The Methodist Episcopal Church was first established on Ocracoke Island in 1828.
In 1844 the national body of the church became divided over the issue of slavery and eventually separated into two ecclesiastical structures, one aligning with the North, the other with the South.
As a result of this national schism and local disagreement over church practices, from 1883 to 1937, tiny Ocracoke Island was home to two rival congregations of the Methodist Church, the Northern and the Southern. Some of the less-devout Ocracokers recall that during this time strains from both choirs could be heard wafting through the village and on one Sunday morning the Southern church sang “Will There Be Any Stars In My Crown?” while, simultaneously, the Northern Church launched into “No, Not One.”
In 1939 three national Methodist organizations, the Methodist Episcopal Church, the Methodist Episcopal Church, South, and the Methodist Protestant Church united to form the new Methodist Church. The union of the churches was welcomed by most Ocracokers as the original source of the conflict had mostly been forgotten.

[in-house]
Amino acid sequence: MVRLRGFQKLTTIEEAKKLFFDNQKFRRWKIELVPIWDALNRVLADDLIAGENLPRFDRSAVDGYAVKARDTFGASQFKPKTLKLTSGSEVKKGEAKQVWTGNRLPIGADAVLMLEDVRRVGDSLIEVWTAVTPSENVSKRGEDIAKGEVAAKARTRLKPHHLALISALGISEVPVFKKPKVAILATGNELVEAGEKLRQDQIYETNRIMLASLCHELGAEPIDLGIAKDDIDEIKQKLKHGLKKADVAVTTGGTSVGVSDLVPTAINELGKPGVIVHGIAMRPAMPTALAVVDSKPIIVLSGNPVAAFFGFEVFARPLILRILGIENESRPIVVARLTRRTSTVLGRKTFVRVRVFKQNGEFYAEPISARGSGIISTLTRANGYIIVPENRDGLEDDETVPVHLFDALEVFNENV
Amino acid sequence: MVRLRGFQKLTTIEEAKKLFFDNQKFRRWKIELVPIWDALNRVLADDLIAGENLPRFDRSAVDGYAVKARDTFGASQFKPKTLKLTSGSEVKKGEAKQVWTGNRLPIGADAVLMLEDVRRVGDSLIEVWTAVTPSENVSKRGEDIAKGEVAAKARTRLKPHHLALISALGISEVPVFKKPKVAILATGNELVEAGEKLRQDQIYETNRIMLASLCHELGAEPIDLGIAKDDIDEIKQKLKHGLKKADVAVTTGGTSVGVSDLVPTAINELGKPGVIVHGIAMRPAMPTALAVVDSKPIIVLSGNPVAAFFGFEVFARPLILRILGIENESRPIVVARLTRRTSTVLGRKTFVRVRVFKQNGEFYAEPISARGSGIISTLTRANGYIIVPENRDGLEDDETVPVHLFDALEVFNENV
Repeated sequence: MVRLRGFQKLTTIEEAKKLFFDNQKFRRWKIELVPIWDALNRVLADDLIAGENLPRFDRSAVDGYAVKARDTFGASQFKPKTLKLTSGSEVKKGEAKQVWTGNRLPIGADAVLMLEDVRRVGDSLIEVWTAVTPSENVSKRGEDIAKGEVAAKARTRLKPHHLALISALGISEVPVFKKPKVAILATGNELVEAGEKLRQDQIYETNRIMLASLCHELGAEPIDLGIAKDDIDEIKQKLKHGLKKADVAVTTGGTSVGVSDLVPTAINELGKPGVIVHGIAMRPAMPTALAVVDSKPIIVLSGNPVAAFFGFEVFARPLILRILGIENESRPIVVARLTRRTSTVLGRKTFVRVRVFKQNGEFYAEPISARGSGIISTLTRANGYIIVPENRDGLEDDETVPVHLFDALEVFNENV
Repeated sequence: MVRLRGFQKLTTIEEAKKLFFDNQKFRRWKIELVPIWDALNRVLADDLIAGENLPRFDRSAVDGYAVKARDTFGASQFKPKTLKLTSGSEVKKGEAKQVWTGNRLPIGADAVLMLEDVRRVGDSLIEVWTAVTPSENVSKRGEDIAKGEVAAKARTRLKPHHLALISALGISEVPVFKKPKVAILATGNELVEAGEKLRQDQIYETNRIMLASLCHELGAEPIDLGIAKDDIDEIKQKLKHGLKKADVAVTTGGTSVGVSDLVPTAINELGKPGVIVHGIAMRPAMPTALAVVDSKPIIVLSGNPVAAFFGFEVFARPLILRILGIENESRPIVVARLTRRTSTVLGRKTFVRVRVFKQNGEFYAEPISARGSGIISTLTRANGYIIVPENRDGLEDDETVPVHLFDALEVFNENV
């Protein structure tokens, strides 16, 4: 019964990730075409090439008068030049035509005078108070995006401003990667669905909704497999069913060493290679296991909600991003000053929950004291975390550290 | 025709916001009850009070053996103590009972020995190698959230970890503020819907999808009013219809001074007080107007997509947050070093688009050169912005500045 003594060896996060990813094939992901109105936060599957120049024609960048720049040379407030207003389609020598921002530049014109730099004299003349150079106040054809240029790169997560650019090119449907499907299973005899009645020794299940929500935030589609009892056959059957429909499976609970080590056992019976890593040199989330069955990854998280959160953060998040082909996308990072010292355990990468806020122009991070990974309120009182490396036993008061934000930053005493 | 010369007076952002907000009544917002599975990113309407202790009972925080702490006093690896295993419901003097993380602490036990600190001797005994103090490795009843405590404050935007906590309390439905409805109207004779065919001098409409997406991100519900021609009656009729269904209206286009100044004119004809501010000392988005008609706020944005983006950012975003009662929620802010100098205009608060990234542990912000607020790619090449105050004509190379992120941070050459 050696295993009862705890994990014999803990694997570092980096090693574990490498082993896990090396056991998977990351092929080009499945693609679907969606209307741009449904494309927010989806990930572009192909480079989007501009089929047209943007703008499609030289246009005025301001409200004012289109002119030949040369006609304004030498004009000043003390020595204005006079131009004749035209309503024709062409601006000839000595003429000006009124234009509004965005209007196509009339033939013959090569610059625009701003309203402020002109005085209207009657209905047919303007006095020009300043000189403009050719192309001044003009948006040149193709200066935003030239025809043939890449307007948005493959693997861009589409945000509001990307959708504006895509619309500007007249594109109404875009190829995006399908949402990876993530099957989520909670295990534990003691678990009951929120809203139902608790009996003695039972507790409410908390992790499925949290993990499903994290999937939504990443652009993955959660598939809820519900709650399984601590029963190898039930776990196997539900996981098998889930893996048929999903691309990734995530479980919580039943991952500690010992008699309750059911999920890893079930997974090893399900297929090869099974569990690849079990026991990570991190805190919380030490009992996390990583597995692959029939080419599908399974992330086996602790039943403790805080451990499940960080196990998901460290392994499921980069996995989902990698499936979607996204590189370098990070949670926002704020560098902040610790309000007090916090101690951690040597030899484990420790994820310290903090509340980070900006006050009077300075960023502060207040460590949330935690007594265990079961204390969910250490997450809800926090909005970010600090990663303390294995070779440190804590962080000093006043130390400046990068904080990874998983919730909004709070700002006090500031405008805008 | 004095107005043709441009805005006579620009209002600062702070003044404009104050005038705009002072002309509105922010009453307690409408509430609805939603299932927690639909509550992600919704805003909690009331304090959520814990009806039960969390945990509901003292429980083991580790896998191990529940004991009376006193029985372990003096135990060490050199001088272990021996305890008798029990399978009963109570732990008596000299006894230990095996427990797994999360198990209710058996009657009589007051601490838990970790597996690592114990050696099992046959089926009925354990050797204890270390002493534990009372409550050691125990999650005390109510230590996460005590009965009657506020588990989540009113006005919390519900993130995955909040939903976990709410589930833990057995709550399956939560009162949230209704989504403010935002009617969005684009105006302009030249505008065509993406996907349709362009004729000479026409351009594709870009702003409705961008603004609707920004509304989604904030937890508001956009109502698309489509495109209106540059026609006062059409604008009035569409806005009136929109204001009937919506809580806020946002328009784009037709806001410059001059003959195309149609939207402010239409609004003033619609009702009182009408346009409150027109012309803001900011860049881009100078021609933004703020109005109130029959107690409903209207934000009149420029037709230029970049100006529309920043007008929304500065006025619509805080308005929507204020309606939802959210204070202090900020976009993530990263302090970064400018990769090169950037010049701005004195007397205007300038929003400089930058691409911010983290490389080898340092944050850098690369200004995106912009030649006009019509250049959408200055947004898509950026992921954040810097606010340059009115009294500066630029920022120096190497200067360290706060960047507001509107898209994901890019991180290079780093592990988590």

By 1943 both churches had been dismantled and a new building was constructed using much of the material and furniture salvaged from the older structures. Many members of the congregation, men and women, helped build the new church. It was dedicated on July 4, 1943.
Step inside the church and notice the hand-made wooden cross which rests on the altar. This cross was constructed by Homer Howard, and painted gold by his wife, Aliph. The cross was made out of salvage from the ship on which island native, James Baughm Gaskill, served. He lost his life when the ship was torpedoed and sunk offshore by a German U-boat on March 11, 1942. Shortly after the sinking, James’ cousin found his framed license cast up on the ocean beach. Later, the ship’s nameplate and other debris washed up at his family’s dock, at the old Pamlico Inn. The cross stands today as a memorial to James Baughm Gaskill, 3rd mate in the USS Maritime service.
The bible on the altar, printed in 1633, was given by Dr. and Mrs. T.V. Bennett in memory of their infant son. The baptismal font and prayer desk were handmade by members of the congregation: the font by Mike Riddick and the prayer desk by Lawton Howard.
Stop two – Methodist Church
Running time: 5:21 – Size: 3.9 MB
Around Creek Next Stop – Ocracoke School
Around Creek Previous Stop – Howard Street
The Around Creek audio tour was narrated by Philip Howard and Lou Ann Homan. It was originally designed to begin at Village Craftsmen on Howard Street, but you can join the tour at any point. To start at the beginning, go to the audio tour page for instructions.